Designing for Education

In the most basic sense, daylight is “circadian light”—it is the light source under which humans evolved. I pose that the findings detailed by the Heschong Mahone Group in 1999 illustrate that sufficiently stimulated ganglion cells ultimately lead to an improvement in student performance. Given this finding, designers should endeavor to understand the impact their design decisions have, striving to improve student health and performance. The remainder of this article will demonstrate a practice-based exploration applying the workflow developed for our research paper within the context of a typical middle school classroom to understand the effect of a single decision on the annual circadian response of students. (See Figure A for classroom floor plan)

Figure A: 30 students were placed in a typical south facing 936 SF classroom. Light fixtures were located to provide an evenly distributed task-based illumination scheme typical of classroom design.

In this exploration, I simulated the circadian light falling onto each of the 30 students’ eyes for each hour of a year utilizing the WELL’s V1 threshold of 200 EML (Equivalent Melanopic Lux) between the hours of 9 a.m. and 1 p.m. as the quota of circadian light. The simulation compares a baseline scenario against a scenario utilizing an exterior shade to control daylight-induced glare. The exterior shade was designed in a separate study to maximize its performance.  The modeled environment is intended to be as typical as possible in an effort to display the relative impact of the exterior shade, not to illustrate an ideal classroom. A 6500-kelvin sky was coupled with 3000-kelvin electric light fixture for this study.

Figure B: The parameter adjusted in the study was the use of an exterior shade, consisting of three 18” louvers that are minimally intrusive to exterior views. The room that included an exterior shade saw a 22% increase in performance.

New Ideas, New Future

The test results indicate that adding the exterior shade results in an average 22 percent increase in hours meeting the quota for students annually—illustrating that a reduction in daylight caused glare improves occupants’ circadian health. After digging through simulation data, I found this to be a byproduct of decreased blind use, which allows for more hours of diffuse daylight to enter students’ eyes. Looking at the visualized results in Figure C, you can see that the students lighting conditions are heavily driven by their view of the different light sources. Students on Liam’s side of the room far away from the windows have inadequate circadian lighting, while students near Zoe have their healthy dose.

If we take, for example, Leah’s lighting conditions (Figure C), we see a 10% jump in hours meeting her quota with the added exterior shade. For Leah’s position in the room, I also conducted a separate study to test the improvement of using a 6500-kelvin light instead of a 3000-kelvin fixture, which resulted in a 15-20 percent increase in her lighting performance. If we kept optimizing other parameters, you can imagine that before you know it, Leah is meeting her healthy lighting quota for the whole year.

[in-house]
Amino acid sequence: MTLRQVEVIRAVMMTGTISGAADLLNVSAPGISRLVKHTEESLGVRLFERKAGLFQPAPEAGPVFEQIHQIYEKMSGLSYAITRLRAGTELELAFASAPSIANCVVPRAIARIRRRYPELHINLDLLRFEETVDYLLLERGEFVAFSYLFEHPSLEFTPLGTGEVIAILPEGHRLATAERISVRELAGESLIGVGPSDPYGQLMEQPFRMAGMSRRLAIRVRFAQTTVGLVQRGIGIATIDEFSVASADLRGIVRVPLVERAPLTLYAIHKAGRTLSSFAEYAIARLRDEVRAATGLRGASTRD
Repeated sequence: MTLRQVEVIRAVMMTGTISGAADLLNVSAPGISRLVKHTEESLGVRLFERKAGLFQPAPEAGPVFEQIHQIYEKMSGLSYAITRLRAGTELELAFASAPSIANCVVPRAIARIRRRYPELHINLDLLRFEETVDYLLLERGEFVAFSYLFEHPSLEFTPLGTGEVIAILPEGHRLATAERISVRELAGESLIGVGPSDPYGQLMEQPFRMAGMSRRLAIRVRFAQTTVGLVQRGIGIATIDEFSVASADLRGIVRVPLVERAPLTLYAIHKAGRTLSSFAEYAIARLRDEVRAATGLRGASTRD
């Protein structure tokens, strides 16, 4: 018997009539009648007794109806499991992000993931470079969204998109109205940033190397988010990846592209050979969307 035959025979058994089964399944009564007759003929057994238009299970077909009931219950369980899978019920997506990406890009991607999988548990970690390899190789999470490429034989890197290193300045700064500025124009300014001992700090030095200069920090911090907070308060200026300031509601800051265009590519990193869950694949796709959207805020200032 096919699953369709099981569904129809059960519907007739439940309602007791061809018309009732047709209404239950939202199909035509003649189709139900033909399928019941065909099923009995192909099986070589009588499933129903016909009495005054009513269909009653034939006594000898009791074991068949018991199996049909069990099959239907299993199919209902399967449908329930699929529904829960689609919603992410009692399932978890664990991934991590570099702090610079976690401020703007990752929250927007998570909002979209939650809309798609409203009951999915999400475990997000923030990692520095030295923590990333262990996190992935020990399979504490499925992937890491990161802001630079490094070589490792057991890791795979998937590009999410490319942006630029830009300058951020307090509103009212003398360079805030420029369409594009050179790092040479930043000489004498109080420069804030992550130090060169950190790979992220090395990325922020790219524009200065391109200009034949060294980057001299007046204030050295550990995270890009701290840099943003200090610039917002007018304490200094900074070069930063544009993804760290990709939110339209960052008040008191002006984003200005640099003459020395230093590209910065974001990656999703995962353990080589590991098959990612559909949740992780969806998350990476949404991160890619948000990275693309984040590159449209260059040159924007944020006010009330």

Figure C: Each student is represented with two cylinders: an orange one representing the performance in a scenario utilizing the shading device, and a blue cylinder representing the baseline scenario without exterior shades. The cylinders are extruded to visualize the percent of time that 200 Equivalent Melanopic Lux are reaching the student’s eye during the testing hours of 9 a.m. to 1 p.m. annually. A taller cylinder represents increased ganglion cell stimulation.

In many ways, the lighting conditions of many classrooms represent a massive departure from the very environment under which we evolved—trading abundant daylighting opportunities for ill-performing florescent tubes. This study is not intended to conclude that simulation is required in every design process, but rather to illustrate the potential effect a single decision can have on the biological health of thousands of children for many years to come. Small, simple choices compound to solve large, complex problems. If we simply expand our current task-based understanding of light to include biological sustenance, we can create a brighter future for both our children and educators.


[1] Heschong, Lisa, et al. “Daylighting Impacts on Human Performance in School.” Journal of the Illuminating Engineering Society, vol. 31, no. 2, 2002, pp. 101–114

[2] Klepeis, Neil E., et al. “The National Human Activity Pattern Survey (NHAPS): a Resource for Assessing Exposure to Environmental Pollutants.” Journal of Exposure Science & Environmental Epidemiology, vol. 11, no. 3, 2001, pp. 231–252

[3] Berson, D. “Strange Vision: Ganglion Cells as Circadian Photoreceptors.” Trends in Neurosciences, vol. 26, no. 6, 2003, pp. 314–320.

[4] Rea, Mark S., et al. “Circadian Light.” Journal of Circadian Rhythms, vol. 8, 2010, p. 2.

[5] Lucas, Robert J., et al. “Measuring and Using Light in the Melanopsin Age.” Trends in Neurosciences, vol. 37, no. 1, 2014, pp. 1–9

[6] Martin, Brennan, and Collins, Alex. “Outcome-Based Design for Circadian Lighting: An Integrated Approach to Simulation & Metrics.” ASHRAE, IBPSA-USA, 2018 Building Performance Analysis Conference and SimBuild, 2018, pp. 141–148.

[7] International WELL Building Institute. 2017. The WELL Performance Verification Guidebook, Q2 2017., Accessed March 2019